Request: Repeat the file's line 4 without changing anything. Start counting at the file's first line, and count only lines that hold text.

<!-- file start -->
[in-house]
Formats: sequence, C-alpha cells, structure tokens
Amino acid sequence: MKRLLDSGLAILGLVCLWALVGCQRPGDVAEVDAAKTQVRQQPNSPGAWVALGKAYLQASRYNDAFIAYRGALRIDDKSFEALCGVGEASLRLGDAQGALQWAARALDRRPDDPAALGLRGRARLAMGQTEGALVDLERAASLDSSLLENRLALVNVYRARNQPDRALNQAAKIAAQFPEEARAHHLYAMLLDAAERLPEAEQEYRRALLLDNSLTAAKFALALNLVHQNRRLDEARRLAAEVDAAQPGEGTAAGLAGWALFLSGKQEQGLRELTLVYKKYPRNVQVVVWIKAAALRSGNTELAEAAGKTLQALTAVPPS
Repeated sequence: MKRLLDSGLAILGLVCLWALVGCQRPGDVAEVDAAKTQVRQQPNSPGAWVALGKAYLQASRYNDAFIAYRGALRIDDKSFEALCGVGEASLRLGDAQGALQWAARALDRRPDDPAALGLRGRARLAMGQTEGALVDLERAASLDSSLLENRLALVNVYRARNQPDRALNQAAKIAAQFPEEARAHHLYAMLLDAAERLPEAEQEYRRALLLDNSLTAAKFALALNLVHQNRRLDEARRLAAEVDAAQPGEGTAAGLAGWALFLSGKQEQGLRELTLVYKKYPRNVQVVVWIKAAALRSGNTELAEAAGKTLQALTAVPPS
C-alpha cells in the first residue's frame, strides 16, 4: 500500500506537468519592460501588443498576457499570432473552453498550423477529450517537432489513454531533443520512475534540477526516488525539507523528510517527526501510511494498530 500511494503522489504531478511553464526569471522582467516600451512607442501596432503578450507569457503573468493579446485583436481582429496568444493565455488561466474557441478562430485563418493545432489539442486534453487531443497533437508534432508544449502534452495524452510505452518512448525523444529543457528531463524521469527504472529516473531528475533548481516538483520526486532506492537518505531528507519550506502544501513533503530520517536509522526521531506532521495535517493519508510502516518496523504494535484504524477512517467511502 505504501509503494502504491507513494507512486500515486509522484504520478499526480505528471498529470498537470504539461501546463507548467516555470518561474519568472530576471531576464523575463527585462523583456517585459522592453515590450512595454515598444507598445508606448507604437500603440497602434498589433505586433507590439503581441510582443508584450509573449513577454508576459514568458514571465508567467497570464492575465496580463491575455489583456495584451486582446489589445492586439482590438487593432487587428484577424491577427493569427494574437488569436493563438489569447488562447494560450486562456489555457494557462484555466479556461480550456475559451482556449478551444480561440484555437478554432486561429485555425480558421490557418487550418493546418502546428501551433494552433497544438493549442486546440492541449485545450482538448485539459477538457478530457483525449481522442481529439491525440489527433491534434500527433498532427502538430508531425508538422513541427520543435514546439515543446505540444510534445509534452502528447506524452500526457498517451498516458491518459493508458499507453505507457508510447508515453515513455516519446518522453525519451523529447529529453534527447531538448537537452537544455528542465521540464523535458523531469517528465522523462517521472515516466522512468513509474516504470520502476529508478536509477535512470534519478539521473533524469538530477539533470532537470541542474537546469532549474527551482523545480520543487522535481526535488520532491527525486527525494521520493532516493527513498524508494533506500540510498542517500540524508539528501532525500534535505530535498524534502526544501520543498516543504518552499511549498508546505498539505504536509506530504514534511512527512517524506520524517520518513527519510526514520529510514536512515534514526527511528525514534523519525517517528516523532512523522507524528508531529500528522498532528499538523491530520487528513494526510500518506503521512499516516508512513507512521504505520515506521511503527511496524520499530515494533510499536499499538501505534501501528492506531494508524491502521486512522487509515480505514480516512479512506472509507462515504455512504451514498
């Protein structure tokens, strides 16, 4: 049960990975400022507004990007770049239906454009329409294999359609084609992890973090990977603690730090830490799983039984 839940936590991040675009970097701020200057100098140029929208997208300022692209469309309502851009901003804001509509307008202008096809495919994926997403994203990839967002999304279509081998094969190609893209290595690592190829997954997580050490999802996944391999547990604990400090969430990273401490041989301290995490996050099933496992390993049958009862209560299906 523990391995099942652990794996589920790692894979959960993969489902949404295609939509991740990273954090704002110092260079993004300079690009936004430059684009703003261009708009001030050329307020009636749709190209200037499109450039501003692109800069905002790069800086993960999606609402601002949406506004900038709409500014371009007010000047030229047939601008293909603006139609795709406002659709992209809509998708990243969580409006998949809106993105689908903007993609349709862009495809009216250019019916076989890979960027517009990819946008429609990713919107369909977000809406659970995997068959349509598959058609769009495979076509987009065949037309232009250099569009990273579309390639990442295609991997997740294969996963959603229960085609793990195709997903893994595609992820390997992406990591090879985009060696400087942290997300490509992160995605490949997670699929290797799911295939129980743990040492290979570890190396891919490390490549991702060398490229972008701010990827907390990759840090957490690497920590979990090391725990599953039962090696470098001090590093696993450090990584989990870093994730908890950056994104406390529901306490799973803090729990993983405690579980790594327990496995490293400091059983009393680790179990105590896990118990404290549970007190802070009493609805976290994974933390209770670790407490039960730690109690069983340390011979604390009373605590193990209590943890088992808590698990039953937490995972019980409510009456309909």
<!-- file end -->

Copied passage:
Repeated sequence: MKRLLDSGLAILGLVCLWALVGCQRPGDVAEVDAAKTQVRQQPNSPGAWVALGKAYLQASRYNDAFIAYRGALRIDDKSFEALCGVGEASLRLGDAQGALQWAARALDRRPDDPAALGLRGRARLAMGQTEGALVDLERAASLDSSLLENRLALVNVYRARNQPDRALNQAAKIAAQFPEEARAHHLYAMLLDAAERLPEAEQEYRRALLLDNSLTAAKFALALNLVHQNRRLDEARRLAAEVDAAQPGEGTAAGLAGWALFLSGKQEQGLRELTLVYKKYPRNVQVVVWIKAAALRSGNTELAEAAGKTLQALTAVPPS